From the TUC

Has David Cameron had a ‘back to basics’ moment?

29 Jun 2009, by in Politics

David Cameron has today launched what the Guardian describes as a “blistering personal attack” on the Prime Minister, claiming there is a “thread of dishonesty” running through his premiership.

Among the examples he gives of such dishonesty are “cancelling the election and then saying it had nothing to do with the opinion polls” and the Prime Minister’s insistence that Alistair Darling was his first choice of chancellor, to which Cameron adds: “We all know that wasn’t true.”

Like most observers, I’m not close enough to the day to day government process to know what really went on in either of these instances. I get my news from the Guardian, the BBC News, Radio 4 and other such outlets.

But what I do know is that no politician can be totally open about decisions regarding the calling of elections or the make up of Cabinets. To do so would render politics as we know it impossible. I know it. Politicians know it. So do journalists and so do voters. It’s the nature of the game, that’s all.

What’s more, it holds as true for Oppositions as it does for Governments. So when the “will he, won’t he?” arguments were going on about a possible election in 2007, David Cameron argued in favour of such a poll. Reviewing this debate in the Observer on 23rd December 2007, Andrew Rawnsley wrote: “David Cameron was perpetuating a huge bluff every time that he told Gordon Brown to bring it on. Nothing like ready for an election, the Tories were terrified of another ballot box massacre.”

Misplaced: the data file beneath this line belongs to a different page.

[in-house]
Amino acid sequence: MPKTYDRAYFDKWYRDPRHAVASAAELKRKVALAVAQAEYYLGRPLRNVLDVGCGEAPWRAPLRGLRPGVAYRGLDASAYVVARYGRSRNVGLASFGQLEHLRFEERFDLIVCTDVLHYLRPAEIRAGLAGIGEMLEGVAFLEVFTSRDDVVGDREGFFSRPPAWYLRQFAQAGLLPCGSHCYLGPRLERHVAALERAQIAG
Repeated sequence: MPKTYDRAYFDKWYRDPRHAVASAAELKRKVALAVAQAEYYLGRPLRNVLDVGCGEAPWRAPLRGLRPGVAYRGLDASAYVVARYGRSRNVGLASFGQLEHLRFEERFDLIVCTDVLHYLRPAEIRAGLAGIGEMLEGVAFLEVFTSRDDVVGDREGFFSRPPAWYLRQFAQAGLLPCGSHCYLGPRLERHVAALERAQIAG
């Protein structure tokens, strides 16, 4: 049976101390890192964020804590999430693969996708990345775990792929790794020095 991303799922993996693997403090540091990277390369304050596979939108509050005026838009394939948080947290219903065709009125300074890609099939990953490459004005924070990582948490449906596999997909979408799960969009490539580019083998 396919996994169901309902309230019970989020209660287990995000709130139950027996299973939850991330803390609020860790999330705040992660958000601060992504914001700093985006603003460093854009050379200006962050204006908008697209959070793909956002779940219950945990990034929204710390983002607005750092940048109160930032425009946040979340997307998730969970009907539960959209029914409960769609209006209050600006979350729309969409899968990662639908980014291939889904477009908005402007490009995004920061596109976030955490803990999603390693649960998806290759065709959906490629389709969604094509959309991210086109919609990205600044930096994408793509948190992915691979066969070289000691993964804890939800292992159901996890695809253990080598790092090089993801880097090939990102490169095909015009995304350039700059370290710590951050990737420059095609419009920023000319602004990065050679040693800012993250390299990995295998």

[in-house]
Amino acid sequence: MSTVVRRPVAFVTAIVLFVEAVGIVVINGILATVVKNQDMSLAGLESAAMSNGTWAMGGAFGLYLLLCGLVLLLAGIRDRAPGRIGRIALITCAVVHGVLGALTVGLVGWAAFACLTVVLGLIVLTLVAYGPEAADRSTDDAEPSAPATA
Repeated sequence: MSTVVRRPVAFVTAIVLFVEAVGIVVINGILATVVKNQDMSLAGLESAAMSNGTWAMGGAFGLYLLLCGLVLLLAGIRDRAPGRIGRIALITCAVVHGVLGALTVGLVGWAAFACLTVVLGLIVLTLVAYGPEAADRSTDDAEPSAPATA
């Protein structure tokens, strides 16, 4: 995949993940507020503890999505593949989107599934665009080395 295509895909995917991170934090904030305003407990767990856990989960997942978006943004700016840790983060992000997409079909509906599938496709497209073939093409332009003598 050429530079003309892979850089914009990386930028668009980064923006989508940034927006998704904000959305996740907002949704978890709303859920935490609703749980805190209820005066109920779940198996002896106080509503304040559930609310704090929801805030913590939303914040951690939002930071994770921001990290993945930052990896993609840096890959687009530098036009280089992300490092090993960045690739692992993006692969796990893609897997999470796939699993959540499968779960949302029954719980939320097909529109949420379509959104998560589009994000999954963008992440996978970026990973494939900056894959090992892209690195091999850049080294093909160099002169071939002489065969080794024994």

To illustrate my point further, Cameron’s Shadow Cabinet includes the eurosceptic William Hague and the euro-enthusiast Ken Clarke. If both join a real Cabinet next year, David Cameron can hardly be expected to repeat publicly the heated arguments – and they will be heated – that take place around the Cabinet table on Europe. When asked about those debates, he will paper over the cracks to the best he can. That won’t make him dishonest, it will simply mean he is doing the job that leaders have to do.

But I wonder if in suggesting Prime Ministerial dishonesty today, David Cameron is having a ‘back to basics’ moment. Those of us with long memories remember a previous, embattled Prime Minister, John Major, saying it was time to get “back to basics”. Major argued afterwards that his speech was not to do with personal behaviour, although that’s how it was interpreted. And every time one of his MPs found themselves in trouble, it was used as a stick with which to beat him.

Real dishonesty has no place in politics, but honesty is not always the same as total openness. If David Cameron is introducing new standards into the way politicians should be judged, he must be prepared to be judged by them himself.